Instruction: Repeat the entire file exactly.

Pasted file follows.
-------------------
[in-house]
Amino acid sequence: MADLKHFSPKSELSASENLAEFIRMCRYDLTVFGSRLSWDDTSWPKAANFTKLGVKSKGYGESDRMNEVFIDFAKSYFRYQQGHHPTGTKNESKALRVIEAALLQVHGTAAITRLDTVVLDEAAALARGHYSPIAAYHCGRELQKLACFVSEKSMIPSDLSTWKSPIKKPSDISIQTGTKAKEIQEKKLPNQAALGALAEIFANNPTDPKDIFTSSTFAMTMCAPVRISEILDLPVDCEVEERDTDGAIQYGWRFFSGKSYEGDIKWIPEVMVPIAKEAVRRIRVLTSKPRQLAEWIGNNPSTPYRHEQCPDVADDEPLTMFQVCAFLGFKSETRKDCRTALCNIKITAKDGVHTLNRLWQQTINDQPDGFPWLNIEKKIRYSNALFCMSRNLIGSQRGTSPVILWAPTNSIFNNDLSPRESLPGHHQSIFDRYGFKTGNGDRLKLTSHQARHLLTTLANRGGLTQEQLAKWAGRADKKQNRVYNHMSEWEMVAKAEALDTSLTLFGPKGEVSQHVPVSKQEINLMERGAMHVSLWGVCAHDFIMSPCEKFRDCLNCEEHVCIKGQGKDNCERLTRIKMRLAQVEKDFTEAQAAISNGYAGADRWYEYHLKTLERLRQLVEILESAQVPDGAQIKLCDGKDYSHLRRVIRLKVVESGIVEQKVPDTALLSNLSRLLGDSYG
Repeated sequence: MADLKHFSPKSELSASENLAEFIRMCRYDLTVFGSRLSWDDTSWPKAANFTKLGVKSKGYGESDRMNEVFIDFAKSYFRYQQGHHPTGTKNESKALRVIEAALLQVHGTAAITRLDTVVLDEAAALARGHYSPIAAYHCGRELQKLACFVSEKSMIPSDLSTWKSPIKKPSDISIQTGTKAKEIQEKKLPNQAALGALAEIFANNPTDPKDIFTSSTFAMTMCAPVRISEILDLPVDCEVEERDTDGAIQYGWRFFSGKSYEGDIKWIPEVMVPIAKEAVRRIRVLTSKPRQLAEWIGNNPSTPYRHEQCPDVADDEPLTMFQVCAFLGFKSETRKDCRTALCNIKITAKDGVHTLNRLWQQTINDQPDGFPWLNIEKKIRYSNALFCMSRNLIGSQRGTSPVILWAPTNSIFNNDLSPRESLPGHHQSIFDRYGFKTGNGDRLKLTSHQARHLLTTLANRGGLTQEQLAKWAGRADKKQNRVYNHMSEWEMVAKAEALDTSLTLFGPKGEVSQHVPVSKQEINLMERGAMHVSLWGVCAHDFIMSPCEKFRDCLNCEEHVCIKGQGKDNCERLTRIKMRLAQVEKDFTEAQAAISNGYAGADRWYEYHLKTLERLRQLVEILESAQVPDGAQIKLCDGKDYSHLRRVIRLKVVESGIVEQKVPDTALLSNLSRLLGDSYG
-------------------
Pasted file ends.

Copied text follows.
[in-house]
Amino acid sequence: MADLKHFSPKSELSASENLAEFIRMCRYDLTVFGSRLSWDDTSWPKAANFTKLGVKSKGYGESDRMNEVFIDFAKSYFRYQQGHHPTGTKNESKALRVIEAALLQVHGTAAITRLDTVVLDEAAALARGHYSPIAAYHCGRELQKLACFVSEKSMIPSDLSTWKSPIKKPSDISIQTGTKAKEIQEKKLPNQAALGALAEIFANNPTDPKDIFTSSTFAMTMCAPVRISEILDLPVDCEVEERDTDGAIQYGWRFFSGKSYEGDIKWIPEVMVPIAKEAVRRIRVLTSKPRQLAEWIGNNPSTPYRHEQCPDVADDEPLTMFQVCAFLGFKSETRKDCRTALCNIKITAKDGVHTLNRLWQQTINDQPDGFPWLNIEKKIRYSNALFCMSRNLIGSQRGTSPVILWAPTNSIFNNDLSPRESLPGHHQSIFDRYGFKTGNGDRLKLTSHQARHLLTTLANRGGLTQEQLAKWAGRADKKQNRVYNHMSEWEMVAKAEALDTSLTLFGPKGEVSQHVPVSKQEINLMERGAMHVSLWGVCAHDFIMSPCEKFRDCLNCEEHVCIKGQGKDNCERLTRIKMRLAQVEKDFTEAQAAISNGYAGADRWYEYHLKTLERLRQLVEILESAQVPDGAQIKLCDGKDYSHLRRVIRLKVVESGIVEQKVPDTALLSNLSRLLGDSYG
Repeated sequence: MADLKHFSPKSELSASENLAEFIRMCRYDLTVFGSRLSWDDTSWPKAANFTKLGVKSKGYGESDRMNEVFIDFAKSYFRYQQGHHPTGTKNESKALRVIEAALLQVHGTAAITRLDTVVLDEAAALARGHYSPIAAYHCGRELQKLACFVSEKSMIPSDLSTWKSPIKKPSDISIQTGTKAKEIQEKKLPNQAALGALAEIFANNPTDPKDIFTSSTFAMTMCAPVRISEILDLPVDCEVEERDTDGAIQYGWRFFSGKSYEGDIKWIPEVMVPIAKEAVRRIRVLTSKPRQLAEWIGNNPSTPYRHEQCPDVADDEPLTMFQVCAFLGFKSETRKDCRTALCNIKITAKDGVHTLNRLWQQTINDQPDGFPWLNIEKKIRYSNALFCMSRNLIGSQRGTSPVILWAPTNSIFNNDLSPRESLPGHHQSIFDRYGFKTGNGDRLKLTSHQARHLLTTLANRGGLTQEQLAKWAGRADKKQNRVYNHMSEWEMVAKAEALDTSLTLFGPKGEVSQHVPVSKQEINLMERGAMHVSLWGVCAHDFIMSPCEKFRDCLNCEEHVCIKGQGKDNCERLTRIKMRLAQVEKDFTEAQAAISNGYAGADRWYEYHLKTLERLRQLVEILESAQVPDGAQIKLCDGKDYSHLRRVIRLKVVESGIVEQKVPDTALLSNLSRLLGDSYG